Led Zeppelin - 1 - One - 1968 Blues, Folk and Eastern Rock - Audiophile Pallas - Sealed 180 Grm LP
Led Zeppelin – Led Zeppelin
Atlantic – R1-535224
Vinyl, LP, Album, Reissue, Remastered, 180 Gram
Recorded & Mixed at Olympic Studios, London (October 1968)
[Originally] Released on January 12, 1969
Remastered and Cut from the original master tapes at Metropolis Mastering, London, UK
Remastered By – Jimmy Page
The vinyl is still pressed by Pallas in Diepholz, Germany on Pallas USA's dedicated presses (Toolex Alpha.)
The Classic 1969 Debut Album On 180g Vinyl
Replica Of The Original LP Jacket
USA & Canada
03 Jun 2014
Blues Rock, Hard Rock, Arena Rock
1. Good Times Bad Times
2. Babe I'm Gonna Leave You
3. You Shook Me
4. Dazed And Confused
5. Your Time Is Gonna Come
6. Black Mountain Side
7. Communication Breakdown
8. I Can't Quit You Baby
9. How Many More Times
Led Zeppelin (the first album)
Shortly after their first tour, the group's self titled first album, Led Zeppelin was released on January 12, 1969. Its blend of blues, folk, and eastern influences with distorted amplification made it one of the pivotal records in the creation of heavy metal. Ironically, Robert Plant has commented that it is unfair for people to think of the band as heavy metal, since about a third of their music was acoustic. In an interview Jimmy Page said that the album took about 36 hours of studio time to create, and stated that he knows this because of the amount charged on the studio bill.
In Stephen Davis' biography of the band, Hammer of the Gods, it is stated that Peter Grant claimed the album cost £1,750 to produce (including artwork).
By 1975 the album had grossed $7,000,000.
Although several of Led Zeppelin's earliest songs were based on blues standards, others such as "Good Times Bad Times" and "Communication Breakdown" had a unique and distinctively heavy sound. Led Zeppelin also featured delicate steel-string acoustic guitar on "Black Mountain Side", and a combination of acoustic and electric approaches on the reworked folk song "Babe I'm Gonna Leave You." "Dazed and Confused" had a solo using a violin or cello bow on the guitar (suggested by the father of actor David McCallum, whom Page met in studio session work), and was played at many Led Zeppelin concerts. "How Many More Times" also involved Page playing an electric guitar using a bow. The song includes a section with Plant singing Albert King's "The Hunter", an older blues song. The album features Plant vocally mimicking Page's guitar effects--a metallicised version of the 'call and response' blues technique.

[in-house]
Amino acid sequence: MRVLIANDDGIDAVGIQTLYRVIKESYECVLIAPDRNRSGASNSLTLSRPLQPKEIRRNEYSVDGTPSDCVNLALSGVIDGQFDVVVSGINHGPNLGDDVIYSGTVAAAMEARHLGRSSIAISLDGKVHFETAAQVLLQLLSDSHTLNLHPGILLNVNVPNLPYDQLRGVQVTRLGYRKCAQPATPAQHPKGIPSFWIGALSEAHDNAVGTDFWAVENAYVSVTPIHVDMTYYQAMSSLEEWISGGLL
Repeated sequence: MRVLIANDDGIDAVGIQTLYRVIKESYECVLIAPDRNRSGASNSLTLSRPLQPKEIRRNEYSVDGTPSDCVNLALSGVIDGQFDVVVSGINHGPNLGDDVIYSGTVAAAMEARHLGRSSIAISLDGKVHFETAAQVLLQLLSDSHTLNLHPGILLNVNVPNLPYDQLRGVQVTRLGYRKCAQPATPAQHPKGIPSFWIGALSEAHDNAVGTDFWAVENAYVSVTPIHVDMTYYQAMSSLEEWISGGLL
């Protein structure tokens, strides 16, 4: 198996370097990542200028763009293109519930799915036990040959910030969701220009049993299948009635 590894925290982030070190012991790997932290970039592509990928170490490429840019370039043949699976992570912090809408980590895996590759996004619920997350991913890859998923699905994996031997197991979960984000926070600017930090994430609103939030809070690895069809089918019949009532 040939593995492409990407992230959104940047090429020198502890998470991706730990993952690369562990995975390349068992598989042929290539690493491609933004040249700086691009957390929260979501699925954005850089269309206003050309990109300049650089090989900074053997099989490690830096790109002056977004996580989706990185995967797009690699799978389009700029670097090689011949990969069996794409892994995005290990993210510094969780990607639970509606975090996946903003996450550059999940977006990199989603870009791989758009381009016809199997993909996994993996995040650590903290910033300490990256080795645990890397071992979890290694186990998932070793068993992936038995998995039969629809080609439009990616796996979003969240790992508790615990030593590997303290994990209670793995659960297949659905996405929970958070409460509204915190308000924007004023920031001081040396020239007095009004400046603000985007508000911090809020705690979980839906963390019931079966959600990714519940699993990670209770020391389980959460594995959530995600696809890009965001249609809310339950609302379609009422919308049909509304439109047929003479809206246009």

A still of the flaming Hindenburg, famously adapted by Led Zeppelin for their first album coverOther songs included "I Can't Quit You Baby", originally written by bluesman Willie Dixon, and "You Shook Me", by Dixon and J. B. Lenoir. Jeff Beck had previously recorded "You Shook Me" for his album, Truth, and accused Led Zeppelin of stealing his idea. This led to a long rift between Beck and Page, who had been friends for years.
While the album received generally positive reviews, some derided it, most famously John Mendelsohn of Rolling Stone magazine, who savaged the band for stealing music (notably Black Mountain Side from Black Water Side by Bert Jansch and the riff from Your Time Is Gonna Come from Traffic's Dear Mr. Fantasy), mimicking black artists, and showing off. This marked the beginning of a long rift between the band and the magazine, with Led Zeppelin rejecting later requests for interviews and cover stories as their level of success escalated.
Led Zeppelin's album cover met an interesting protest when, at a February 28, 1970 gig in Copenhagen, the band was billed as "The Nobs" as the result of a threat of legal action from aristocrat Eva von Zeppelin (relative of the namesake creator of the Zeppelin aircraft), who, upon seeing the logo of the Hindenburg crashing in flames, threatened to have the show pulled off the air.
|Format||LP, 180 Gram|